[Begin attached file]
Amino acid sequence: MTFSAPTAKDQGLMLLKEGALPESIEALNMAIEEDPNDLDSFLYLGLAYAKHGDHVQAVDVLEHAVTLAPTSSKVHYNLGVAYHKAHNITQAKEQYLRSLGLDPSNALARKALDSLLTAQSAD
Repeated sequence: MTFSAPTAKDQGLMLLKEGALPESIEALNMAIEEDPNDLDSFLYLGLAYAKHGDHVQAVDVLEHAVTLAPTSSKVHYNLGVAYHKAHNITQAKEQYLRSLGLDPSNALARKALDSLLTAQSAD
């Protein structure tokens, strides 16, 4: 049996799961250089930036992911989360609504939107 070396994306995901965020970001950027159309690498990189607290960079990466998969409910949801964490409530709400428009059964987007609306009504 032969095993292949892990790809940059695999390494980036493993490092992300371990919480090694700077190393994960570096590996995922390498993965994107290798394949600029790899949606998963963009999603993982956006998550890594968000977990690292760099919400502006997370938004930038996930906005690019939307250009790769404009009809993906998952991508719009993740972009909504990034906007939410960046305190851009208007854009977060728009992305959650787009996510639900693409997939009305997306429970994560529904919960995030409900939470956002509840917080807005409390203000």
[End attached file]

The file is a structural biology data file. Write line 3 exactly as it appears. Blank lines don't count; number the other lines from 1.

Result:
């Protein structure tokens, strides 16, 4: 049996799961250089930036992911989360609504939107 070396994306995901965020970001950027159309690498990189607290960079990466998969409910949801964490409530709400428009059964987007609306009504 032969095993292949892990790809940059695999390494980036493993490092992300371990919480090694700077190393994960570096590996995922390498993965994107290798394949600029790899949606998963963009999603993982956006998550890594968000977990690292760099919400502006997370938004930038996930906005690019939307250009790769404009009809993906998952991508719009993740972009909504990034906007939410960046305190851009208007854009977060728009992305959650787009996510639900693409997939009305997306429970994560529904919960995030409900939470956002509840917080807005409390203000």